Healthcare + Reducing costs = Wearable technology.
A visually disturbing equation that, under the present circumstances dictated by the COVID-19 pandemic, is registering unprecedented booming, leaving patients crave for quality, empathic medical assistance and marginalizing those patients who lack digital literacy. While the purpose of this article is not to undermine the benefits of wearable technologies, we deem necessary to shed some light on the long-term side effects on patient’s health and quality of life.
The supposedly ‘patient empowerment’ concept is not a new one. It has been around since the late 90s. However, the latest healthcare technological advancements compounded with people’s growing interest in personal health and wellbeing, have taken this concept to a completely new level, giving birth to an advanced ecosystem of two interrelated components: healthcare and IoT.
According to Gartner, in 2021, end-users are expected to spend the impressive total of $81.5 billion on wearable devices.
Worldwide Wearable Devices End-User Spending by Type, 2019-2022 (Millions of Dollars)
Given these tendencies, there is no wonder that wearables opened their way into healthcare too.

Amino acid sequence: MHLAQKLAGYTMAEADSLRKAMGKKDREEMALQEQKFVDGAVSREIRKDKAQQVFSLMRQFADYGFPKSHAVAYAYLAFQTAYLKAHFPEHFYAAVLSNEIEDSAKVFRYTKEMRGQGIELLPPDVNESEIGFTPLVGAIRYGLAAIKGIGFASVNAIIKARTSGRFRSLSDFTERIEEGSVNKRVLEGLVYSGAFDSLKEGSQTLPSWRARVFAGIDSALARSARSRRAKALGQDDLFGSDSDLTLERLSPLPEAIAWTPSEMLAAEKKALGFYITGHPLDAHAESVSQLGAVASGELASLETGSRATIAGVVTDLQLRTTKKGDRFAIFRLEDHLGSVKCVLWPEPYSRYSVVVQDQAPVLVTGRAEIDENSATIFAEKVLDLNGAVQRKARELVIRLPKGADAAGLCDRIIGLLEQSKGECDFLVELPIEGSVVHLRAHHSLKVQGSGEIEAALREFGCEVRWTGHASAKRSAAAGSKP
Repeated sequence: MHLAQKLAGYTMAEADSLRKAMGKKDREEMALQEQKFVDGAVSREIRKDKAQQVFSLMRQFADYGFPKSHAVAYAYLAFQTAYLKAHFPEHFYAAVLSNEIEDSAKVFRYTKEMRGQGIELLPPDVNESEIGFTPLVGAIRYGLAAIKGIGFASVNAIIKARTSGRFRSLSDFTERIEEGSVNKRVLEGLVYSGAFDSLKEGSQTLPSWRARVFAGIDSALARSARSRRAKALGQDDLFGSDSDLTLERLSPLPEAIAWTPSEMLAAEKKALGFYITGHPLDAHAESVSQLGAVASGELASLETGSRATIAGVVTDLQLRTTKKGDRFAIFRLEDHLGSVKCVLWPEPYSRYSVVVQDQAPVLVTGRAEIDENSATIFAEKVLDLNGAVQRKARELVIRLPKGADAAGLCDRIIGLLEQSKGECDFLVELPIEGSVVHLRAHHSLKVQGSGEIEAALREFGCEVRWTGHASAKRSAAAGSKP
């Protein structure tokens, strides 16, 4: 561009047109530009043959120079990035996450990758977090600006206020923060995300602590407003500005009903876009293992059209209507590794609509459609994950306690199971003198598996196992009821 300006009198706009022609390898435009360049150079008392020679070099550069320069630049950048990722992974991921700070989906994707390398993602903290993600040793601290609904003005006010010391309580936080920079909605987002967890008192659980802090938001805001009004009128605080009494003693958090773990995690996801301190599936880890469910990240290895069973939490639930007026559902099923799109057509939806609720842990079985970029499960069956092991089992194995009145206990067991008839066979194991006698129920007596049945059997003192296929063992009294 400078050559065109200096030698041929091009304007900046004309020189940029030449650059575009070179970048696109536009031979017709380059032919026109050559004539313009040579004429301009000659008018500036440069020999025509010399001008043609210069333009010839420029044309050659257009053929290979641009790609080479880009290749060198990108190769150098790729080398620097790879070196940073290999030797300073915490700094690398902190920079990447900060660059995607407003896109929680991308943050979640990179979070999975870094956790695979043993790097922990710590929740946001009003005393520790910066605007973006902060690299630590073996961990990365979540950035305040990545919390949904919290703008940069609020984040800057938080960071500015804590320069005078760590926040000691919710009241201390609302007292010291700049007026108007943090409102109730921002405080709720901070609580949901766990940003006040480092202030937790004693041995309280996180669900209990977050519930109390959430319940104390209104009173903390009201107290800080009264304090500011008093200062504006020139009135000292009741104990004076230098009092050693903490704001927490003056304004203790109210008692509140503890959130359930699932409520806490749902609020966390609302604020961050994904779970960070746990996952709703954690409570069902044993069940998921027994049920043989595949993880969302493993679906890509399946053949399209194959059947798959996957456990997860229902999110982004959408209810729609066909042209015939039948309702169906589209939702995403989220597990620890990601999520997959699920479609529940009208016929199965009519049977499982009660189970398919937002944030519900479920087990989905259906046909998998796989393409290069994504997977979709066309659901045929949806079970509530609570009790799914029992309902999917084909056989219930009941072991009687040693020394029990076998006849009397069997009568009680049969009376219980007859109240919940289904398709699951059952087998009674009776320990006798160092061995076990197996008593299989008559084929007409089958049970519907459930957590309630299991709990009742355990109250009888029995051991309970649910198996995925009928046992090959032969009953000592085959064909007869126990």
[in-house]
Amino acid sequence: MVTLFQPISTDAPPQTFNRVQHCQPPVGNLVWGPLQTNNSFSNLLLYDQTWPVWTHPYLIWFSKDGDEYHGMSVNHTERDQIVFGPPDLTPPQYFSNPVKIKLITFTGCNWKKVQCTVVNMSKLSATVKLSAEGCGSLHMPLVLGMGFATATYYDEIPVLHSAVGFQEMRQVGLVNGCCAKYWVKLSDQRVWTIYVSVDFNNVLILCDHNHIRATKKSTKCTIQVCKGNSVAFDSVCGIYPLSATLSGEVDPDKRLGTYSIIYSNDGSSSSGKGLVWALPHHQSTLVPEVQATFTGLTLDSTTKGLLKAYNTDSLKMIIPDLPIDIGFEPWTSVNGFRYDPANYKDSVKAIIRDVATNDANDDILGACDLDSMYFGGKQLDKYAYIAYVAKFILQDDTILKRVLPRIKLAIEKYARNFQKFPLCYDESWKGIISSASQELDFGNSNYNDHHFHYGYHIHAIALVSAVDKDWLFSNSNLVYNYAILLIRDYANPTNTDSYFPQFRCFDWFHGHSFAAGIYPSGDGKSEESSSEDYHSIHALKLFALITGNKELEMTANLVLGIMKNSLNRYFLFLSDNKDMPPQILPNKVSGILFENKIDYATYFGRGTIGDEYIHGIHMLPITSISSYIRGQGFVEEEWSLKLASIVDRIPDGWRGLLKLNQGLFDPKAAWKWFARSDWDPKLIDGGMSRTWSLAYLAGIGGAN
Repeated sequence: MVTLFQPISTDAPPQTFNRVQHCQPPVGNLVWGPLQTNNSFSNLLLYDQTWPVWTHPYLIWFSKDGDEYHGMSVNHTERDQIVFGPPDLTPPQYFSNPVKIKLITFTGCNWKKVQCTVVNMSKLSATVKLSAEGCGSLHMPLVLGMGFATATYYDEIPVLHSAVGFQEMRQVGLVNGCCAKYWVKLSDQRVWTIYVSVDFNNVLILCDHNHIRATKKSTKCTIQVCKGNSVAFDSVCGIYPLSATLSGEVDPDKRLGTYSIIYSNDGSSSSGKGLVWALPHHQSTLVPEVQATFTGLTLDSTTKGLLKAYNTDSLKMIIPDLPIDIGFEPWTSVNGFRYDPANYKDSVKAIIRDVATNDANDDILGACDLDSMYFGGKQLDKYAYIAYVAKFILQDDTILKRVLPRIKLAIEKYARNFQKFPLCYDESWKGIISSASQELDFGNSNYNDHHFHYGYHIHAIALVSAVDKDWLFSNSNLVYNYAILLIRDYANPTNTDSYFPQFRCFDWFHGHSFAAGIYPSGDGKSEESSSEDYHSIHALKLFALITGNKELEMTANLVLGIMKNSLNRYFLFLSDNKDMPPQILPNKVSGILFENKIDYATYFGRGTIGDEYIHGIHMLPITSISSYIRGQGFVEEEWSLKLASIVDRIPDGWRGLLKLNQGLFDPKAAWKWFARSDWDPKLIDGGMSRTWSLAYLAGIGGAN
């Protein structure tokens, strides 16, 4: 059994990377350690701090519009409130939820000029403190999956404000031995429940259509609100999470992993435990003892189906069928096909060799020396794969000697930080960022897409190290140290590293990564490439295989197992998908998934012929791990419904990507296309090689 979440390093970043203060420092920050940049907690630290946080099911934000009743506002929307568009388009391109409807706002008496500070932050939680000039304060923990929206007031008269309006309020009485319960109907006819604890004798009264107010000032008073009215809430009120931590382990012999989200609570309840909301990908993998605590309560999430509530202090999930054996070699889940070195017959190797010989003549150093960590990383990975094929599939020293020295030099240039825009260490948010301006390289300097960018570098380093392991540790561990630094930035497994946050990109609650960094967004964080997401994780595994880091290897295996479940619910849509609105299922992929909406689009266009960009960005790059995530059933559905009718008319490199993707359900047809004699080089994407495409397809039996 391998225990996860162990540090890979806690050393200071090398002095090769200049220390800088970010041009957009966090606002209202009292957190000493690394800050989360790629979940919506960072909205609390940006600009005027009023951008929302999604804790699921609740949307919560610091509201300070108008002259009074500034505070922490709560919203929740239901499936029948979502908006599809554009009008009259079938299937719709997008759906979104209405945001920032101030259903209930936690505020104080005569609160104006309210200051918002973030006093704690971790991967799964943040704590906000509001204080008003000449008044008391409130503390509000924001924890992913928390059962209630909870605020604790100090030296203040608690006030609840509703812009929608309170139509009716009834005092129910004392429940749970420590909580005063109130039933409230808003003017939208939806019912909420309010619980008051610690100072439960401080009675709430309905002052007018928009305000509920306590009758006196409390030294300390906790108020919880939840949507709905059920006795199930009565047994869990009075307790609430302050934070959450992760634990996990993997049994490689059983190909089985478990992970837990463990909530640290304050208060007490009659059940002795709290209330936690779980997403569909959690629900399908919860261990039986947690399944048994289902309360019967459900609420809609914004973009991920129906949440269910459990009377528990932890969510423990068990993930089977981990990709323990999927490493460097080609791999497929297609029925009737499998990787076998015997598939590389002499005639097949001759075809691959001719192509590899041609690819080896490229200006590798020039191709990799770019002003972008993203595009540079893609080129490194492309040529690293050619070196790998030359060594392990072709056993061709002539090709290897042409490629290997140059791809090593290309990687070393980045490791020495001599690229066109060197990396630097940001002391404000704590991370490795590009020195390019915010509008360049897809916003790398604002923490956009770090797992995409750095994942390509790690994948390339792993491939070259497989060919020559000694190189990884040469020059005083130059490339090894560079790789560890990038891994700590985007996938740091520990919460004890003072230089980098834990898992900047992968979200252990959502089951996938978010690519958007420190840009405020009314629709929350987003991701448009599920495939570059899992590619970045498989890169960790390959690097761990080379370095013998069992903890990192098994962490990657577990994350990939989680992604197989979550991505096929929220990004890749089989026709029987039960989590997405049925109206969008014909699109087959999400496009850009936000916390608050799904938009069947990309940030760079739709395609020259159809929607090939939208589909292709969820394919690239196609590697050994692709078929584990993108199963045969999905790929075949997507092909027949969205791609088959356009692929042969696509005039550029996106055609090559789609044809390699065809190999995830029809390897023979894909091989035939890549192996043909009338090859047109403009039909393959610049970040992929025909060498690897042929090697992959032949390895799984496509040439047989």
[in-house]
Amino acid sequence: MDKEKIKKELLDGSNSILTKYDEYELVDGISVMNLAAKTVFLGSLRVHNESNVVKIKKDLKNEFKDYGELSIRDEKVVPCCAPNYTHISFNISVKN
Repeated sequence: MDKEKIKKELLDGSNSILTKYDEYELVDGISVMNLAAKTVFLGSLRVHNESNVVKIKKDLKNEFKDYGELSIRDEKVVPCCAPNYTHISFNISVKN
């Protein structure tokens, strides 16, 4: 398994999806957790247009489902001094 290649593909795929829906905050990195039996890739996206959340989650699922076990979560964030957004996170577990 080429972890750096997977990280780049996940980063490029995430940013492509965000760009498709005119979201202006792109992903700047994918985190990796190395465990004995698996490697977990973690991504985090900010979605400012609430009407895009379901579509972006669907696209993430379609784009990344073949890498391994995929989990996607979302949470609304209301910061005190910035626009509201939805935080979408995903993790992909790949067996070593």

Devices that promote remote medical services
Wearable healthcare technology refers to devices that users wear on their body (head, wrist, feet, ear, eyes, or even as fabric) to monitor their health and track a wide variety of metrics: hydration, heart rate and blood pressure, body temperature, respiratory rate, blood sugar levels, sweat levels, etc.
Smartwatches provide consumers with smartphone-like features, providing easy access to fitness and health information. Despite their increasing popularity, only a selected few entered healthcare and are generally geared toward specific diseases. For instance, Apple’s Apple watch monitors functions such as irregular heart rhythm and electrocardiogram. Even if it is not FDA approved, it was subject to FDA clearance in 2018. Here are two more examples: the smartwatch developed by PKvitality is able to monitor glucose levels, while Empatica’s smartwatch can detect epileptic seizures by monitoring sweat levels.
2. Smart eyewear
Given the steady development of VR and AR technologies, the presence of smart eyewear in healthcare is getting more and more prominent. Commonly used as assistance and training tools in hospitals, the usage of medical smart eyewear addresses health sensing, facial recognition, first-person imaging, or enhanced turn-wise directions. Tech giants such as Microsoft, Lenovo, or Epson are taking the wearables marketplace by storm.